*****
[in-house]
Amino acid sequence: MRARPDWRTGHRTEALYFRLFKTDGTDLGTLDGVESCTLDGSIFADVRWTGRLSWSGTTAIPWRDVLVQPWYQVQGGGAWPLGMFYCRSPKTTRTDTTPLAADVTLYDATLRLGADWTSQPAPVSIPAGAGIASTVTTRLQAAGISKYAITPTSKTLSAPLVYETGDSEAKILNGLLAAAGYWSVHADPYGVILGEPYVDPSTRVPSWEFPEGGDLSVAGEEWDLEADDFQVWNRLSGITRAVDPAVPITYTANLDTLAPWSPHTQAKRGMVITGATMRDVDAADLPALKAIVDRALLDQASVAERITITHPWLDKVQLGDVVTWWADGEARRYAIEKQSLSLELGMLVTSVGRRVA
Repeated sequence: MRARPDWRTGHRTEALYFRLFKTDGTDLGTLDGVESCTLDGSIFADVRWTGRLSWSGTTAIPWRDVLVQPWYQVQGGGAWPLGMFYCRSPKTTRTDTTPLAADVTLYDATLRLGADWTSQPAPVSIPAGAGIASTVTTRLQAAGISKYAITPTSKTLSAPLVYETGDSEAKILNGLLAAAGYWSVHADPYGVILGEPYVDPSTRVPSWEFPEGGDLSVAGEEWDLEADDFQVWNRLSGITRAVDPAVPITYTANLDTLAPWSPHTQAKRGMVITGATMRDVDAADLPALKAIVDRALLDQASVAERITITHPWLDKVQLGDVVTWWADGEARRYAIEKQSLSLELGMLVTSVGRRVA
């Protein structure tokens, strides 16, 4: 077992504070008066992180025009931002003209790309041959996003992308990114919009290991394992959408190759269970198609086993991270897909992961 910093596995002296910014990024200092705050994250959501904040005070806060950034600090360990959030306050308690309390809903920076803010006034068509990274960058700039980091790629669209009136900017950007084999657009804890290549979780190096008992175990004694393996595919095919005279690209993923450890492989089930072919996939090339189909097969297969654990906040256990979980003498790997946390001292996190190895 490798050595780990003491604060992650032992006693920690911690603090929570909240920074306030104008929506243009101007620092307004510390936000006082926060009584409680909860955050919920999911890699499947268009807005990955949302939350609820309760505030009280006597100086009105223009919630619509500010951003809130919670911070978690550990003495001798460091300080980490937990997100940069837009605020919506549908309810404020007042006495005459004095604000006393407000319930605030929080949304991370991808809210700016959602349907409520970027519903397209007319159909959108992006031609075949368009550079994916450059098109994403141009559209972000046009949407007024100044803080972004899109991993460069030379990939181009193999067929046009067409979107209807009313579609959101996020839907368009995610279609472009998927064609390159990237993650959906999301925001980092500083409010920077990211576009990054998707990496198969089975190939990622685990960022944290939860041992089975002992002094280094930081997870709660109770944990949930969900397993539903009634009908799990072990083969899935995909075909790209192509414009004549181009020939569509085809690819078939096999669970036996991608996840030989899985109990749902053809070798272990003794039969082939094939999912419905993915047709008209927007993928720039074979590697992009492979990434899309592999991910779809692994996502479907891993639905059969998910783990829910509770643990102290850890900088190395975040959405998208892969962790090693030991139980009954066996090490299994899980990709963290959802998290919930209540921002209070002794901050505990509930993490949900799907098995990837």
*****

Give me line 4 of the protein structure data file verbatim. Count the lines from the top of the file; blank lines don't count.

């Protein structure tokens, strides 16, 4: 077992504070008066992180025009931002003209790309041959996003992308990114919009290991394992959408190759269970198609086993991270897909992961 910093596995002296910014990024200092705050994250959501904040005070806060950034600090360990959030306050308690309390809903920076803010006034068509990274960058700039980091790629669209009136900017950007084999657009804890290549979780190096008992175990004694393996595919095919005279690209993923450890492989089930072919996939090339189909097969297969654990906040256990979980003498790997946390001292996190190895 490798050595780990003491604060992650032992006693920690911690603090929570909240920074306030104008929506243009101007620092307004510390936000006082926060009584409680909860955050919920999911890699499947268009807005990955949302939350609820309760505030009280006597100086009105223009919630619509500010951003809130919670911070978690550990003495001798460091300080980490937990997100940069837009605020919506549908309810404020007042006495005459004095604000006393407000319930605030929080949304991370991808809210700016959602349907409520970027519903397209007319159909959108992006031609075949368009550079994916450059098109994403141009559209972000046009949407007024100044803080972004899109991993460069030379990939181009193999067929046009067409979107209807009313579609959101996020839907368009995610279609472009998927064609390159990237993650959906999301925001980092500083409010920077990211576009990054998707990496198969089975190939990622685990960022944290939860041992089975002992002094280094930081997870709660109770944990949930969900397993539903009634009908799990072990083969899935995909075909790209192509414009004549181009020939569509085809690819078939096999669970036996991608996840030989899985109990749902053809070798272990003794039969082939094939999912419905993915047709008209927007993928720039074979590697992009492979990434899309592999991910779809692994996502479907891993639905059969998910783990829910509770643990102290850890900088190395975040959405998208892969962790090693030991139980009954066996090490299994899980990709963290959802998290919930209540921002209070002794901050505990509930993490949900799907098995990837």